Some impulsive attempts to “redress” imbalances have already seen the “transfer of acquired land” implemented in a haphazard, unsystematic and almost reckless manner with little follow-up support and assistance… This has not only rendered formerly flourishing farms useless, but exacerbated poverty with the natural by-product being a greater dependency on the State for survival!
Suffice it to say, any reforms playing into the “radical economic transformation” mind-set, and failing to defend the principle of private ownership, will result in major economic regression: increased rural degradation, poverty, misery and chaos. High statistics are bandied about as to how many of these “transferred” farms have failed in their primary purpose (not solely the fault of the “new tenants”), resulting in mounting problems, huge frustration and contributing to emerging rural “squatter camps!”
Swirling in murky water and lacking necessary definitions and precision, the land question and its attendant complexities are generally viewed through a Marxist prism, and therefore the solutions proposed naturally buy into this philosophy. There is no doubt that genuine inherited grievances exist, demanding a serious debate around the land question. Where legitimate, just restitution should follow. Bedevilling this debate, unfortunately, is the fact that alternative agendas are often at play, taking advantage of highly sensitive and emotional issues to further ideological goals.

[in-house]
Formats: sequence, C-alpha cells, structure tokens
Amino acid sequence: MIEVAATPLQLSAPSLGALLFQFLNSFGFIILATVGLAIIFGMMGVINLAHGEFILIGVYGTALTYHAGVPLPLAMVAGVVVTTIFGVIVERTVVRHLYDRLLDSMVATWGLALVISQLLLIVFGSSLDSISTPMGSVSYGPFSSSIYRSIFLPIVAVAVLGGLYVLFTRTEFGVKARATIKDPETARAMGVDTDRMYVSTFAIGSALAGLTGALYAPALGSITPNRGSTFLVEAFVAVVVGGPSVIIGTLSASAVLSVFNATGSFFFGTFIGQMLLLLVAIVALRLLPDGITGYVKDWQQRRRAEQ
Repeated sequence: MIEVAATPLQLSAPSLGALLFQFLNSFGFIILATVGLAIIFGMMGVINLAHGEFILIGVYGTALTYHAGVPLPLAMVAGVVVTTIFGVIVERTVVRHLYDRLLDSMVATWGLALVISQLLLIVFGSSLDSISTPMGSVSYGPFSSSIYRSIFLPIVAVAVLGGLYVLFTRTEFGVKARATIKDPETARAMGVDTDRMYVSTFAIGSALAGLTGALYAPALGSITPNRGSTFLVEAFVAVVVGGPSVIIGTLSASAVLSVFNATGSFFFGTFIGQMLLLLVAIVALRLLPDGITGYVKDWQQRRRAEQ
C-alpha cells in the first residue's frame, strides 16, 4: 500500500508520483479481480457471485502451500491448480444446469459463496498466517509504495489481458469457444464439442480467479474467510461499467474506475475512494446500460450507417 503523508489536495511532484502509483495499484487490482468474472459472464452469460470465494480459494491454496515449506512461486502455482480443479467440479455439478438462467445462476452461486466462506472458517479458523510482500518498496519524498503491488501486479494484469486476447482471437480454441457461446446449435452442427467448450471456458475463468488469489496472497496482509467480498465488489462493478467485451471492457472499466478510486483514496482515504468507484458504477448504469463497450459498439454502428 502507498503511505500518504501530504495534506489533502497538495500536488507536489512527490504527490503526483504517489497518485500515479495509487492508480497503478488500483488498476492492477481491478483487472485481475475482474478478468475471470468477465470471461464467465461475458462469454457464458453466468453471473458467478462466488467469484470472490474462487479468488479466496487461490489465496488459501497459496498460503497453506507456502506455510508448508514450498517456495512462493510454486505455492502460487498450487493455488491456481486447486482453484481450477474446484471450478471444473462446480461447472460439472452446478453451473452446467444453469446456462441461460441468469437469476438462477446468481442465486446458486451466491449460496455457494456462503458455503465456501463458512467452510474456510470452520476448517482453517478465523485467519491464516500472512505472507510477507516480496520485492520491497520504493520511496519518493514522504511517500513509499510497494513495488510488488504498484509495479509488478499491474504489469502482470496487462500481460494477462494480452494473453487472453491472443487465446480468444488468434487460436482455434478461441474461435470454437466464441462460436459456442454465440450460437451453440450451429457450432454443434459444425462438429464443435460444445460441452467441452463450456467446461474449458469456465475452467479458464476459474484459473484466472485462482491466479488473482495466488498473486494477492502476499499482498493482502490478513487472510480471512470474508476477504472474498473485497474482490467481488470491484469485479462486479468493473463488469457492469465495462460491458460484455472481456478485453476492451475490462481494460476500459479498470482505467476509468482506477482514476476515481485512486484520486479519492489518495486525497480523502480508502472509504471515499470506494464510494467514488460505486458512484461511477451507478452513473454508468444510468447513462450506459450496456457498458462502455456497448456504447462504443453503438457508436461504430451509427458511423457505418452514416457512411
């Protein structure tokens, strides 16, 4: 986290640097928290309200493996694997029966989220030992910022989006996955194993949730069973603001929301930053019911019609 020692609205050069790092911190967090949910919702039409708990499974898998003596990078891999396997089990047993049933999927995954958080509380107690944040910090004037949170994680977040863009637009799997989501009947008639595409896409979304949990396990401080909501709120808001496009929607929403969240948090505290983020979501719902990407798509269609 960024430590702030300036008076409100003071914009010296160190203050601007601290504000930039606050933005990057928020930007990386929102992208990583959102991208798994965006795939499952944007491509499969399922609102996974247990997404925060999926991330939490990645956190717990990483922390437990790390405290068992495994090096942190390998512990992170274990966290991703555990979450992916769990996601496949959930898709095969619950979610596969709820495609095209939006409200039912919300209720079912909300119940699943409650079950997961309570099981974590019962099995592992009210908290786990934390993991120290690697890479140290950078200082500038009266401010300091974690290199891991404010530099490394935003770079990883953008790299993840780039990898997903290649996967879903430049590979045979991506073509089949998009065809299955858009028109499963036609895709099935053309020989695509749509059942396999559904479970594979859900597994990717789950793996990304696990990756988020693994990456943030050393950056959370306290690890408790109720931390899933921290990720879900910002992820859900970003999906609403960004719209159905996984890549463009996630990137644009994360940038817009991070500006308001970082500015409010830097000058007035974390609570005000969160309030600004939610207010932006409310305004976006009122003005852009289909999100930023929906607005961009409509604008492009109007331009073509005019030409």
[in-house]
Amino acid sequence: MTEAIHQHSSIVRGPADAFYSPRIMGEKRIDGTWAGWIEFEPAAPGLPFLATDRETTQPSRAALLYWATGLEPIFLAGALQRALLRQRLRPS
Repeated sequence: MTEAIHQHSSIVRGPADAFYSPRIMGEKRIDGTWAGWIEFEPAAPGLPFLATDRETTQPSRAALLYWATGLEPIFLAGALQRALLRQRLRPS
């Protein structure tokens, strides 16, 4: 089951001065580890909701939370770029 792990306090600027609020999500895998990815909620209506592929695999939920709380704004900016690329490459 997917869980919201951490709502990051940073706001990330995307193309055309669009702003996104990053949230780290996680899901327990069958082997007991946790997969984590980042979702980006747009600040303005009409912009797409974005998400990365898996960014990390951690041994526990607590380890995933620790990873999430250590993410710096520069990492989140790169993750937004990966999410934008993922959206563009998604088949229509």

It is no secret that historically the revolutionary notion of “land reform” has always constituted a fundamental stepping stone on the road to the imposition of socialist egalitarianism. See for example the following declaration from the Basic Document of Brazil’s Landless Rural Workers Movement (Movimento Sem Terra– MST): “Occupation and other massive forms of struggle for land will gradually educate the masses to seize power and implant a new economic system: Socialism.”